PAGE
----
Shabda Kahn is a direct disciple of Murshid Samuel Lewis (Sufi Ahmed Murad Chisti) and worked closely with the great American Mystic Joe Miller. Shabda is currently the Pir (Spiritual Director) of the Sufi Ruhaniat International and the Director of the Chisti Sabri School of Music. He is also a disciple of the illustrious Tibetan Buddhist Master, the 12the Tai Situpa Rinpoche.He spent 24 years (since 1972) developing as a vocalist under the living guidance of the late Pandit Pran Nath, the Master North Indian Classical Vocalist, who planted the 800 year old oral transmission of Chisti Sufi Vocal Music in the Western world.Shabda has appeared in concerts ranging from Visions for a Perfect World at New York's St John the Divine Cathedral, for His Holiness the Dalai Lama, New Music America in Chicago, at Delhi University Music School and Shivaratri Festival in New Delhi. He is one of a handful of Americans who have dedicated themselves to carrying on the legacy of the treasure of North Indian Classical Vocal Music.Shabda travels throughout the world spreading the Sufi Message of Love, Harmony and Beauty. Shabda brings warmth, humor and clarity in his efforts to help seekers on their Path to Awakening.
Chloe is an Episcopal Priest in the Diocese of New York. Since 9/11, Rev. Breyer has traveled to Afghanistan six times, and for over a decade been a board member for Afghans4Tomorrow, an Afghan-based NGO dedicated to rebuilding Afghanistan in the areas of education, health and agriculture. A4T supports 222 1st through 8th grade girls in home schools in Wardak Province, an area of the country where girl’s education continues to be threatened. In addition A4T founded the Farda-e-Afghanan school in Kabul and currently supports scholarships for 66 poor girls taking part in a “catch-up” program for girls.Breyer is the author of The Close: A Young Woman’s First Year at Seminary (Basic Books 2000) and has chapter contributions to What Can One Person Do? Faith to Heal a Broken World (Church Publishing 2005), Challenging the Christian Right From the Heart of the Gospel (Beacon Press 2006) and The Gender Imperative: Human Security vs. State Security (Routledge 2010).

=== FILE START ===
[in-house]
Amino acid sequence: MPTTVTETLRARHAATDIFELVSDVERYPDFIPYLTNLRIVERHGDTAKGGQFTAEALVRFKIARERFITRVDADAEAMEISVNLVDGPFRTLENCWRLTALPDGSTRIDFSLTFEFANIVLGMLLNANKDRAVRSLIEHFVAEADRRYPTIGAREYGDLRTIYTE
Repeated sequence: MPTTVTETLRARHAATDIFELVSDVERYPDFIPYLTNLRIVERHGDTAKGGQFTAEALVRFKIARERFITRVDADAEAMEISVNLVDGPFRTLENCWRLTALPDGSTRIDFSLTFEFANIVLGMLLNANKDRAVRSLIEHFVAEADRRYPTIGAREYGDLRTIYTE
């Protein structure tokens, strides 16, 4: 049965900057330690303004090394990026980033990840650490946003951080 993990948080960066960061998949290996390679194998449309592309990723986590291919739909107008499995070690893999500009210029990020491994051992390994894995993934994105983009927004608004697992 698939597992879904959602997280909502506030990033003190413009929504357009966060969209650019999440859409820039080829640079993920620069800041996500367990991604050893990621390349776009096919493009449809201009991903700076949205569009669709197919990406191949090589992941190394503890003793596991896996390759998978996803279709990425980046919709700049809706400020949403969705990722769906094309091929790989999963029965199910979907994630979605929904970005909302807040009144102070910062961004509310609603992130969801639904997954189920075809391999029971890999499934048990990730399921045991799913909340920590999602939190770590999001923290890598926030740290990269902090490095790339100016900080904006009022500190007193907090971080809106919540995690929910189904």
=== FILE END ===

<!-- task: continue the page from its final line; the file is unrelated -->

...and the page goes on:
Rami Nashashibi has served as the Executive Director of the Inner-City Muslim Action Network (IMAN, a non-profit community organization that fights for social justice, delivers a range of direct services, and cultivates the arts in urban communities) since its incorporation as a nonprofit in January 1997. He has a PhD in Sociology from the University of Chicago and has been an adjunct professor at various colleges and universities across the Chicagoland area, where he has taught a range of Sociology, Anthropology, and other Social Science courses.He has worked with several leading scholars in the area of globalization, African American studies and urban sociology and has contributed chapters to edited volumes by Manning Marabel and Saskia Sassen. Rami has lectured across the United States, Europe and Middle East on a range of topics related to American Muslim identity, community activism and social justice issues and is a recipient of several prestigious community service and organizing awards. Rami and his work with IMAN have been featured in many national and international media outlets including the BBC, PBS, New York Times and Al Jazeera. In 2007 Islamica Magazine named Rami among the “10 Young Muslim Visionaries Shaping Islam in America” and in 2010 Chicago Public Radio in 2010 selected him as one of the city’s Top Ten Chicago Global Visionaries. Rami was also named one of the “500 Most Influential Muslims in the World” by The Royal Islamic Strategic Studies Center in concert with Georgetown’s Prince Alwaleed Bin Talal Center for Muslim-Christian Understanding.